A Sad Day To Die Hard: The Unfortunate Evolution Of John McClane

By February 16, 2013

In 1988, Die Hard changed the game and shot Bruce Willis into action star status. His character John McClane stood out among the other action heroes in the sense that he truly was an average every man. Maybe even that decade’s Joe Sixpack. He was a smart mouthed tough guy who experienced fear and pain but still found the motivation to power through. In other words, he was relatable.

Here we are 25 years later, and the fifth installment of the series A Good Day To Die Hard has just hit theaters. This week, I took a day out of my life and dedicated it to sitting in a movie theater with other action film nerds and watched a marathon of all the Die Hard films in chronological order. Throughout the soda and popcorn fueled day, I repetitively heard a rumor that a there may just be a Die Hard 6 in the works already. That could be complete fiction, due to the utter crap that is John McClane’s latest outing (crazier things have happened). With all this said, I figured it is my duty as a movie lover (and an American!) to conduct a breakdown of the proverbial fall of one of the best action icons of the last three decades.

Die Hard (1988)
Director: John McTiernan

In Die Hard, we’re introduced to New York City police officer John McClane. He has an aversion to flying (so do I) and he’d never been in a limo (neither have I up until a few years ago). Right off the bat, we learn he’s a flawed man dealing with a flawed marriage and he only wants to do his best in fixing things. Because, come on! It’s Christmas! Well shit gets rather crazy in the process when the dashing and bearded Hans Gruber (Alan Rickman) steps into the picture with his gang and takes the staff of Nakatomi Tower hostage. And who is a part of the hostages but John McClane’s wife Holly! OH NOES!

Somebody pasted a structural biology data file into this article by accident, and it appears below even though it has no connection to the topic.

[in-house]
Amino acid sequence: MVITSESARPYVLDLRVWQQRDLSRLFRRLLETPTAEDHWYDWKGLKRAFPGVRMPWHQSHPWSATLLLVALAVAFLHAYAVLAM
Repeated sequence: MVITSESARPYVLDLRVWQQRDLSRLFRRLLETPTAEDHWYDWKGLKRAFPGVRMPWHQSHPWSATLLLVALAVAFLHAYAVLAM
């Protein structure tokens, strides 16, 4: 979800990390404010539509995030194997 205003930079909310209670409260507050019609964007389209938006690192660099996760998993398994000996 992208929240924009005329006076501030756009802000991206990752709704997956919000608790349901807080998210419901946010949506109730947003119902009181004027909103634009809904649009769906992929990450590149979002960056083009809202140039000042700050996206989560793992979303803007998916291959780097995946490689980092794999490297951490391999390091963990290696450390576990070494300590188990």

Out of frustration, anxiety and fear, the unwilling (and barefoot) John McClane is forced to step up and take down the terrorists by himself. Pain plays a huge part here as McClane has the unfortunate mishap of getting glass shards embedded in his feet, falls a bit down an elevator shaft, gets into multiple clumsily violent fights, and swings off the top of the building using a not so sturdy fire hose. But through the pain, he powers through and ultimately saves the day, and his marriage. Tough, funny and sincere, three qualities that made John McClane an instant fan favorite.


Die Hard 2: Die Harder (1990)
Director: Renny Harlin

I hadn’t seen Die Hard 2 since its original 1990 theatrical run, so I was definitely looking forward to a refresher course. Besides the bit parts of pre-celebrity statused actors (Colm Meaney, Robert Patrick, John Leguizamo), this 2 1/2 hour film was pretty much as I remembered it: airplanes and explosions. It’s two years after the Nakatomi incident and John McClane is waiting at Dulles Airport for his wife’s plane to land when suddenly, his terrorist radar goes off. One quick bloody thing leads to another and McClane is once again on his own to save the world (or you know, the airport) from a nutso military dude, his crew, and a drug trafficking General played by none other than Franco Nero (The original Django!).